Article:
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Indiana German Shepherd breeders face more than 2 dozen animal cruelty charges

When Julia Gray learned the dogs were going to be seized, she allegedly made a comment that "it didn't matter, she would just find more dogs and continue breeding."

PUTNAM COUNTY, Indiana — The owners of a dog breeding business in Putnam County are facing more than two dozen animal cruelty charges after investigators found two dead dogs and 33 others that were severely malnourished on the owners' property. 

James Gray, 55, and his sister Julia Gray, 60, both of Brazil, are accused of keeping dogs in "deplorable conditions" at their German Shepherd breeding company Vom Greystone Guardians, located at 7501 South County Road 800 West. 

The investigation began Sept. 8, after Julia called animal control asking for help getting food for several dogs at the address. 

An animal control officer went to the address and found several malnourished dogs and, what documents describe as, a "severely emaciated dog" in a field on the property. That dog was taken to a veterinary clinic, where it had to be put down. 

Deputies served a search warrant at the business the next day. 

When they arrived, documents say, the first thing they noticed was a German Shepherd following James and Julia.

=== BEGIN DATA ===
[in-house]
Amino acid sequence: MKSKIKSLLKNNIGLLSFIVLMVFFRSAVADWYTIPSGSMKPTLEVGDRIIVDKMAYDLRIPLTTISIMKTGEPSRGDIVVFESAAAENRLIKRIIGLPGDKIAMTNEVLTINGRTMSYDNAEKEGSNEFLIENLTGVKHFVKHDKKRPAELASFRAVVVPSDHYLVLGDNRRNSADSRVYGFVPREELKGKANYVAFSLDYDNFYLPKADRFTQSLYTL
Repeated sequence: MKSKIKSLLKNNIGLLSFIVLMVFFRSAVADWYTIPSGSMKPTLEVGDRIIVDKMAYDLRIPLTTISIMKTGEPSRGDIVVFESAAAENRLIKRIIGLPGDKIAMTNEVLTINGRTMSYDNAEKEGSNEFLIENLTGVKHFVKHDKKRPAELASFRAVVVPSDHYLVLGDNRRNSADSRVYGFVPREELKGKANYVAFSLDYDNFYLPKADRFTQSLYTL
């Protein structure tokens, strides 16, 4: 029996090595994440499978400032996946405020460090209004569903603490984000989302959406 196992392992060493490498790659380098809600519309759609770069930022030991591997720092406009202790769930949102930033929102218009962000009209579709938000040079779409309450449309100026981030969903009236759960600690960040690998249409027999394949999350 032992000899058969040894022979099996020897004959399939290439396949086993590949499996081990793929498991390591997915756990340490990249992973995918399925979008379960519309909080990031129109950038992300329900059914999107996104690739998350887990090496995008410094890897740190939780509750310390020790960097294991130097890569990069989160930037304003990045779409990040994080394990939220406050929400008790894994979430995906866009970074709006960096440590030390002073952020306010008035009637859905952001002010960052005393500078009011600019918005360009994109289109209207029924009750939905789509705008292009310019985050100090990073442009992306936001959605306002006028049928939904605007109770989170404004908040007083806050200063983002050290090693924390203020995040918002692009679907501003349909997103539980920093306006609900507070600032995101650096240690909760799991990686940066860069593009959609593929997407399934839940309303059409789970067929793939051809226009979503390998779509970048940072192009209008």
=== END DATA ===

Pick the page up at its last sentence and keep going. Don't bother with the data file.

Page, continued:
A deputy took a picture of the dog, noting that it looked "severely emaciated with its rib bones clearly observable." The deputy also said the dog was covered in feces and flies were surrounding it. 

Credit: Putnam County Courts
A deputy took this picture of a severely emaciated dog that was following two breeders around as investigators searched their property on Sept. 9, 2022.

Deputies searched the property and came across a large shed at the end of the driveway. 

They heard dogs barking, opened the door and found 11 German Shepherds stacked on top of each other in small cages. The shed smelled like feces and urine, documents said. There was no food or water inside the cages. 

The dog closest to the entrance was dead in a cage. Documents say the dog was covered in flies, had rigor mortis set in and had already started to decompose. 

The rest of the dogs appeared "severely emaciated." 

Deputies called a veterinarian for help, who said three of the dogs were severely anemic and had a low chance of survivability. The veterinarian "immediately" took those dogs to his office for emergency care, documents said. 

Credit: Putnam County Courts
Deputies searched this shed on a breeder's property on Sept. 9, 2022. Inside they found 11 severely emaciated dogs and one that had died.

Documents also say Julia was "often times smiling and even laughing, as crews were attempting to care for the dogs." 

Deputies captured a photo of this that was included in court documents.

Credit: Putnam County Courts
Documents also say Julia was "often times smiling and even laughing, as crews were attempting to care for the dogs." Deputies captured a photo of this that was included in court documents.